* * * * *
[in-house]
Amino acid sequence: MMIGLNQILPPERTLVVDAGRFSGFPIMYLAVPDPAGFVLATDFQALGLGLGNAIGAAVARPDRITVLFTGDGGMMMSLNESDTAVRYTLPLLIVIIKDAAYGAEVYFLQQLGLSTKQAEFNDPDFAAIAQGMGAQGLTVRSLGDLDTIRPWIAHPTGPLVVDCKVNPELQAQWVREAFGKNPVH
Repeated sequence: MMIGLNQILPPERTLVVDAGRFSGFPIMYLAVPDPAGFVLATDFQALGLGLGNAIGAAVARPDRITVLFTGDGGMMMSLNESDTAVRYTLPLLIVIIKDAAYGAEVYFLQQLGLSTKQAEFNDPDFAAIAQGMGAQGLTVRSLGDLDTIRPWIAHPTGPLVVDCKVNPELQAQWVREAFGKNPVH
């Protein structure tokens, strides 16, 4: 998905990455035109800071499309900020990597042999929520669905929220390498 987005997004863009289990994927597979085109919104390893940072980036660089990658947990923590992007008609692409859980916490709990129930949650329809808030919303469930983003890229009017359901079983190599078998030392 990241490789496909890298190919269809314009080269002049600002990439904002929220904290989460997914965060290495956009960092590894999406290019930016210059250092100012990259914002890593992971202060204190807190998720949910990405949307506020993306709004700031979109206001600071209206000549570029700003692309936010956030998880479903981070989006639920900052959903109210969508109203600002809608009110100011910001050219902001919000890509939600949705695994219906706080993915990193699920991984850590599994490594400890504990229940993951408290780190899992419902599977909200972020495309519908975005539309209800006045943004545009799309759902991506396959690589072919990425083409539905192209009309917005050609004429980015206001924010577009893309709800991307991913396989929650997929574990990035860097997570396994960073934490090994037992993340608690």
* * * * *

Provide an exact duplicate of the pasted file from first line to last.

[in-house]
Amino acid sequence: MMIGLNQILPPERTLVVDAGRFSGFPIMYLAVPDPAGFVLATDFQALGLGLGNAIGAAVARPDRITVLFTGDGGMMMSLNESDTAVRYTLPLLIVIIKDAAYGAEVYFLQQLGLSTKQAEFNDPDFAAIAQGMGAQGLTVRSLGDLDTIRPWIAHPTGPLVVDCKVNPELQAQWVREAFGKNPVH
Repeated sequence: MMIGLNQILPPERTLVVDAGRFSGFPIMYLAVPDPAGFVLATDFQALGLGLGNAIGAAVARPDRITVLFTGDGGMMMSLNESDTAVRYTLPLLIVIIKDAAYGAEVYFLQQLGLSTKQAEFNDPDFAAIAQGMGAQGLTVRSLGDLDTIRPWIAHPTGPLVVDCKVNPELQAQWVREAFGKNPVH
């Protein structure tokens, strides 16, 4: 998905990455035109800071499309900020990597042999929520669905929220390498 987005997004863009289990994927597979085109919104390893940072980036660089990658947990923590992007008609692409859980916490709990129930949650329809808030919303469930983003890229009017359901079983190599078998030392 990241490789496909890298190919269809314009080269002049600002990439904002929220904290989460997914965060290495956009960092590894999406290019930016210059250092100012990259914002890593992971202060204190807190998720949910990405949307506020993306709004700031979109206001600071209206000549570029700003692309936010956030998880479903981070989006639920900052959903109210969508109203600002809608009110100011910001050219902001919000890509939600949705695994219906706080993915990193699920991984850590599994490594400890504990229940993951408290780190899992419902599977909200972020495309519908975005539309209800006045943004545009799309759902991506396959690589072919990425083409539905192209009309917005050609004429980015206001924010577009893309709800991307991913396989929650997929574990990035860097997570396994960073934490090994037992993340608690």